The Swiss orthopaedics firm, Centerpulse, is at the centre of a multibillion franc takeover battle between Britain's Smith & Nephew and Zimmer of the United States.
On Wednesday the Zurich-based company confirmed it was considering an offer from Zimmer worth around SFr4.26 billion ($3.3 billion).
Zimmer's bid includes a cash offer of SFr120 per Centerpulse share, plus 3.68 Zimmer shares for every Centerpulse share.
The deal values Centerpulse at around SFr350 per share.
Zimmer's bid has outstripped an offer made in March by rival Smith & Nephew, worth SFr282 per share.
Analysts said at the time that the Smith & Nephew offer was too low.
Ray Elliott, the chairman and chief executive officer of Zimmer Holdings, told swissinfo that his offer for Centerpulse was "friendly" and "competitive".
Elliott confirmed that Zimmer had held an initial meeting with Centerpulse, adding that he hoped to conduct the take-over in a positive manner.
"We're committed to making this acquisition, and if we have to fight for it we will, but it's not the ideal way to do a deal," Elliot said.
"You always want to fight for what you believe in, but the best deals are those done in a friendly way, with less damage to everyone."
However, he added that Zimmer's offer has its limits.
"I would never buy into anything at any price. We have disciplined rules...[and] I wouldn't pay just anything for Centerpulse."
Elliott also moved to water-down speculation that a successful takeover would result in job losses at Centerpulse's Winterthur plant.
"We have publicly written a letter to the employees in Winterthur, committing [ourselves] to a long term commitment to that operation."
Formerly known as Sulzer Medica, Centerpulse has been busy re-inventing itself in recent years after being hit by an expensive scandal involving faulty hip and knee implants.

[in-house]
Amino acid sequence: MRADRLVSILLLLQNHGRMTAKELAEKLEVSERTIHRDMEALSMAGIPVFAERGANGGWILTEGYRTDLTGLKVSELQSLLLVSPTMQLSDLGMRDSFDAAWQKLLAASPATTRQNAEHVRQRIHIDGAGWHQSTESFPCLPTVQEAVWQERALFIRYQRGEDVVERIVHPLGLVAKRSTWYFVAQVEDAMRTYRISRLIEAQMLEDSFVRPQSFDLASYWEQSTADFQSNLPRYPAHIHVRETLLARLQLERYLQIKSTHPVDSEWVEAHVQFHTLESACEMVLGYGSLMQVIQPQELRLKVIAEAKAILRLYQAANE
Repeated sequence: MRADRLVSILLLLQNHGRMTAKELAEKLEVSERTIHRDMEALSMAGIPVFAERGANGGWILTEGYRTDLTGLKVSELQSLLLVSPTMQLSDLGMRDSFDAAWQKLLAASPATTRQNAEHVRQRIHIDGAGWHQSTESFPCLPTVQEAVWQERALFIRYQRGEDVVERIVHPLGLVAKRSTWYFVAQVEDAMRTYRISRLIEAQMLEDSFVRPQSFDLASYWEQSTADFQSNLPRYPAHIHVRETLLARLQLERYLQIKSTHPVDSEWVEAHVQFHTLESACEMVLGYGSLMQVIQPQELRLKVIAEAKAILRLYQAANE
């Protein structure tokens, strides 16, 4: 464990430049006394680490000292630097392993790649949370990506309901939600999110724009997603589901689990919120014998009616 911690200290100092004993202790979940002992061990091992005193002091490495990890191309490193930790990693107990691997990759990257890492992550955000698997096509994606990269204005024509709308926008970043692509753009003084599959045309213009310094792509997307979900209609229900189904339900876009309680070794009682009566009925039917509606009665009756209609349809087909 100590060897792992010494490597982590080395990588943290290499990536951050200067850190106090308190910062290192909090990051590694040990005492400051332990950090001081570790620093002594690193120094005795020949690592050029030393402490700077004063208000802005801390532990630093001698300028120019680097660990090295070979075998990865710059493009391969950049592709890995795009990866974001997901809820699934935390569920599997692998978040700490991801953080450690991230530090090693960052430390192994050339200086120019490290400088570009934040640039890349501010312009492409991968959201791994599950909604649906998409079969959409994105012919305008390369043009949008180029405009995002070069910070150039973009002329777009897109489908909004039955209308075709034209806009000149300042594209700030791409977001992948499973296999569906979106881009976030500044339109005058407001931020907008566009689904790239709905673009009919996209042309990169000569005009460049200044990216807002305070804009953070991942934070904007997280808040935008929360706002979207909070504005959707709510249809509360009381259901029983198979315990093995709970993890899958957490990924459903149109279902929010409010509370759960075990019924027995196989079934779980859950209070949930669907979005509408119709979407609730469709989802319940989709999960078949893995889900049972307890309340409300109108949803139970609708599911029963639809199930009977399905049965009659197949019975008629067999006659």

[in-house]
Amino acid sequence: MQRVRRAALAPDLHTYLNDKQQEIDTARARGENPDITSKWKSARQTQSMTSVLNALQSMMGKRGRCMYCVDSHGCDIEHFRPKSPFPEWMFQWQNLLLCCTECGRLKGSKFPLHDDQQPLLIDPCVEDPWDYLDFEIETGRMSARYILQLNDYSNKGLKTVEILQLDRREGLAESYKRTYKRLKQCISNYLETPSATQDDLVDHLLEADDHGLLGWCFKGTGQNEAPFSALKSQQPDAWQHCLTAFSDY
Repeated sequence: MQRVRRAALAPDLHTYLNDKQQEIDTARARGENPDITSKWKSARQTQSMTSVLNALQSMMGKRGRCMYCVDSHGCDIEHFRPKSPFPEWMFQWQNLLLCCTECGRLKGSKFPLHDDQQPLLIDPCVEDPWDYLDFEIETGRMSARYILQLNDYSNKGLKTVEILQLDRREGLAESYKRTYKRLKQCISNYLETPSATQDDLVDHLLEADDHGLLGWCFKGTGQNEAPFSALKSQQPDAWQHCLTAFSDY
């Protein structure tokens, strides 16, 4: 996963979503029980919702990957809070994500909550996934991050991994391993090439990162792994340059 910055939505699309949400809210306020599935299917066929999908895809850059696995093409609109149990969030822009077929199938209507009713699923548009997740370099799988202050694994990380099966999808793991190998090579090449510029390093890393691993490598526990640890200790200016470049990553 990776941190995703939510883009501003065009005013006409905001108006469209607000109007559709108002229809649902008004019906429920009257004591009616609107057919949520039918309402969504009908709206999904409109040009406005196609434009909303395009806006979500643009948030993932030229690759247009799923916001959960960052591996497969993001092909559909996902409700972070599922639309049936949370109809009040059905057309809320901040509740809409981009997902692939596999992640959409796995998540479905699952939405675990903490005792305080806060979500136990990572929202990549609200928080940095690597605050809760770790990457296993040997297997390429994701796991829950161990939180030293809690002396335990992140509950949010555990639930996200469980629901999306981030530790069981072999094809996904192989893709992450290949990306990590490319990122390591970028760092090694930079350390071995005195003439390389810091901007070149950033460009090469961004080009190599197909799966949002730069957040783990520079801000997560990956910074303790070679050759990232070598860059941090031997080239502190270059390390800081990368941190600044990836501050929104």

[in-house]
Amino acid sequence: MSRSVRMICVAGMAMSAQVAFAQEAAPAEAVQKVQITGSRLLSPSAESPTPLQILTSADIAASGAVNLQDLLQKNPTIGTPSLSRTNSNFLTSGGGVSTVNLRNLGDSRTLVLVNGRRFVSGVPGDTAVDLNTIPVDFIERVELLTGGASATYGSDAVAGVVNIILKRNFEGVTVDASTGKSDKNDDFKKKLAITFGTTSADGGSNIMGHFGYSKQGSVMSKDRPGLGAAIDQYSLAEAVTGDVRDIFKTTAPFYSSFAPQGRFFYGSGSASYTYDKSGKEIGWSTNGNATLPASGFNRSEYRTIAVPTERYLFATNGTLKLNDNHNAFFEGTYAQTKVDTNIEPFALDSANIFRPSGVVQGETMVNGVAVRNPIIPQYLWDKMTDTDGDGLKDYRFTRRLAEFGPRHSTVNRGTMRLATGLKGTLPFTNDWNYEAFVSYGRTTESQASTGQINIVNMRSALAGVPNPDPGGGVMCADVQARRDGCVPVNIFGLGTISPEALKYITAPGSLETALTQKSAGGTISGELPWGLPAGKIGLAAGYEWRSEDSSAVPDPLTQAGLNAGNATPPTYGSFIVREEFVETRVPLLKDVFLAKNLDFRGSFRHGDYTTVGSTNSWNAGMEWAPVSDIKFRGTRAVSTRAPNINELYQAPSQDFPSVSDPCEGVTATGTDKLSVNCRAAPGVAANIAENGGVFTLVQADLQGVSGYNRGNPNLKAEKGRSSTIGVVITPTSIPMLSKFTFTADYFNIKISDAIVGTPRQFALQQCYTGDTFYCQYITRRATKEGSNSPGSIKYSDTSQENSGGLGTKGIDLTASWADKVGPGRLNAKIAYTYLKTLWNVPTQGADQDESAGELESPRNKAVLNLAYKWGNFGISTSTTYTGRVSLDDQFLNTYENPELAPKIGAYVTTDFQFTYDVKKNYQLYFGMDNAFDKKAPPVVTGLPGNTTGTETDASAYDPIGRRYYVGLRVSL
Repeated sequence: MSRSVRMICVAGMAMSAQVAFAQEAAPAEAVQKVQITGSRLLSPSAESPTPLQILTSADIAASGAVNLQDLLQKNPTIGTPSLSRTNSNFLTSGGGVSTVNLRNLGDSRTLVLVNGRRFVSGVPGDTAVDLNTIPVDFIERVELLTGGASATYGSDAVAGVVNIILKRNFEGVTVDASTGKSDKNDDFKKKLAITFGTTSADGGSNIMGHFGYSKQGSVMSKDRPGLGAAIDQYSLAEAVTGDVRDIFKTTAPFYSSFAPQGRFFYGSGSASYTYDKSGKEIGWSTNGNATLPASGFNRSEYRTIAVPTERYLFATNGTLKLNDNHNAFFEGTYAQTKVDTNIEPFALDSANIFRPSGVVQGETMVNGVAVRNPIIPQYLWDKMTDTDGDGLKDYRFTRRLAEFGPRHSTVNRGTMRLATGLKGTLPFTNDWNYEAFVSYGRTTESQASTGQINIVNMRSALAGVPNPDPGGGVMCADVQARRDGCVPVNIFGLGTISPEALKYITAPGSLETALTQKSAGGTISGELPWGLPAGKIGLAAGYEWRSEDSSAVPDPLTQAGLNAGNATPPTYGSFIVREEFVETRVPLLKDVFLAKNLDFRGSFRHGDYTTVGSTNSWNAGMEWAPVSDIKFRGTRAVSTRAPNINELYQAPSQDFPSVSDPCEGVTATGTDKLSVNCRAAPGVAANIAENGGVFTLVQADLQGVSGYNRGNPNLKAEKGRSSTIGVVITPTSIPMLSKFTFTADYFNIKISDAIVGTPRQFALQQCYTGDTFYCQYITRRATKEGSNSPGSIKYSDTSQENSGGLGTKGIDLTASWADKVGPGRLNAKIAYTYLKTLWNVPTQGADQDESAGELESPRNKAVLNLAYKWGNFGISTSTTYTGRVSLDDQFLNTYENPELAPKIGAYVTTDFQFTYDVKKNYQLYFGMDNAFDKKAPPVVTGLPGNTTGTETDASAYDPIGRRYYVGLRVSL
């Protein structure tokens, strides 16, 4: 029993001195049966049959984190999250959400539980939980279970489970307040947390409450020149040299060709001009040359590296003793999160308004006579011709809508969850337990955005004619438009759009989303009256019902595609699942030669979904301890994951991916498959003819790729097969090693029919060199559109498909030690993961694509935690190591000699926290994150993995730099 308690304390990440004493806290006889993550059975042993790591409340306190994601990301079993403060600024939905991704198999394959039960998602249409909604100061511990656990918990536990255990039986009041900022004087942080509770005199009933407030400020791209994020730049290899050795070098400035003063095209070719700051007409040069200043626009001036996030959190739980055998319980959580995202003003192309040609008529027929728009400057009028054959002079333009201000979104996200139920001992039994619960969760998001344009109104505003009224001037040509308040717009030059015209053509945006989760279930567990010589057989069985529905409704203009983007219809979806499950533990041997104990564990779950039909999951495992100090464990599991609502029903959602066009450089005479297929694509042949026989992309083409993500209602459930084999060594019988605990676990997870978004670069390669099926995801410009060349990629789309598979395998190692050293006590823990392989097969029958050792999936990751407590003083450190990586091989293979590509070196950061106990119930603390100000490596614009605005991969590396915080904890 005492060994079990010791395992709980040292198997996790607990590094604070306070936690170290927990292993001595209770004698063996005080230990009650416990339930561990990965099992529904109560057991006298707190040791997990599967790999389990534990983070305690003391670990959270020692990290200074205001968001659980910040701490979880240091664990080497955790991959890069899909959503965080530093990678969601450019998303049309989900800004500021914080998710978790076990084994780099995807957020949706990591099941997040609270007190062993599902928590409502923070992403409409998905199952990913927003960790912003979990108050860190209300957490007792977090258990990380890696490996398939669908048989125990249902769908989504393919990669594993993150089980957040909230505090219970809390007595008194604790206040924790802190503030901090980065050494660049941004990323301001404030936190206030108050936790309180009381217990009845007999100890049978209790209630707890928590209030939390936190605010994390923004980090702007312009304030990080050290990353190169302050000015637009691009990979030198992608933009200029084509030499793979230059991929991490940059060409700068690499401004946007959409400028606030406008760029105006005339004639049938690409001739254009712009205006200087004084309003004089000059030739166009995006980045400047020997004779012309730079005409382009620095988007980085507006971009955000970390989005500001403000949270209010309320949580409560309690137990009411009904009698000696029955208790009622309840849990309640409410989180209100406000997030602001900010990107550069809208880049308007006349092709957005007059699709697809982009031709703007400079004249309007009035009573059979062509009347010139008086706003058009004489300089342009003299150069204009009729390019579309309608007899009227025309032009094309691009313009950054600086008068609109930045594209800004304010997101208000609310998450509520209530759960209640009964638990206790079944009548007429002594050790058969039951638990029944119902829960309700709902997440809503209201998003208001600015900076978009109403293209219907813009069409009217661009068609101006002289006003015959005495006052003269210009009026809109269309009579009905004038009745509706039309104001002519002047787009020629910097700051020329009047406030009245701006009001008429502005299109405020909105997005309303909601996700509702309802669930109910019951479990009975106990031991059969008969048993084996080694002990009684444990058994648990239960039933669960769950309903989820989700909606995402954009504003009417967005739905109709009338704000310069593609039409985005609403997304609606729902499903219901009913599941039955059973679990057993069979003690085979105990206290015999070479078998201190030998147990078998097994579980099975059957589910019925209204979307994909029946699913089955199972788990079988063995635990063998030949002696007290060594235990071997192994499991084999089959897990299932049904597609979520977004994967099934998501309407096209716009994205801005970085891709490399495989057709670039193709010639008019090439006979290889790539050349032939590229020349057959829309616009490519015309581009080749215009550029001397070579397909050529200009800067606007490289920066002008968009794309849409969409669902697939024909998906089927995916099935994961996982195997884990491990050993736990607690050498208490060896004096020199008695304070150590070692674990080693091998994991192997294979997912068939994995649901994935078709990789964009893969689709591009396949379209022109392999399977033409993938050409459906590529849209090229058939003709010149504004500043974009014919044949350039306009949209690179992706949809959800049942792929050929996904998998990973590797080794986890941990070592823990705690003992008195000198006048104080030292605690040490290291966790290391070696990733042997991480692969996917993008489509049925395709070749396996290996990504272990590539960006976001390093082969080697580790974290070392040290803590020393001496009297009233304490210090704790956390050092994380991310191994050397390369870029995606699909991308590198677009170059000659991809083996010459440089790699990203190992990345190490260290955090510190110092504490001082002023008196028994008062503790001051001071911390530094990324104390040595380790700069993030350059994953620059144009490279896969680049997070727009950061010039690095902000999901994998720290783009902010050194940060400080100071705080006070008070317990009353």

In a clear sign that it has managed a turnaround, the company announced a profit last year of SFr337 million. During the past 12 months it has seen its share price more than double.
Centerpulse, which is Europe's largest orthopaedic devices manufacturer, has made no secret of its desire to join forces with a second firm.
It hopes to gain a larger share of the global orthopaedics industry, which is worth an estimated $14 billion a year and is growing at up to 14 per cent annually.
Michel Auch, an analyst at Geneva-based private bank Ferrier Lullin, told swissinfo that Zimmer's offer was not excessive.
"The price that Smith & Nephew offered was in the low range," he said.
Auch added that growth prospects in the orthopaedics sector remained high.
"The industry focuses on medical technology to help cure severe illnesses that effect a growing part of the population," said Auch.
"That's why it's stayed so dynamic in recent years, as opposed to the downturn that has effected the economy as a whole."
News of the rival bid saw Centerpulse shares surge to SFr322 - up 16 per cent on the start of the week.
The bid also saw Zimmer shares shed eight per cent on the New York Stock Exchange amid fears that it may have to pay a premium to outbid Smith & Nephew.
Decision in weeks
In March, Smith & Nephew offered to buy Centerpulse for £1.5 billion (SFr3.72 billion), in a deal that would have created the world's third-largest orthopaedics firm.
Centerpulse said in a statement on Thursday that it was evaluating Zimmer's offer.
A company spokeswoman told swissinfo that a decision would be made within weeks.
swissinfo, Jacob Greber in Zurich
Smith & Nephew tabled a SFr3.72 billion bid for Centerpulse in March.
This has now been topped by Zimmer's SFr4.26 billion offer.
Centerpulse said it would make a decision "within weeks".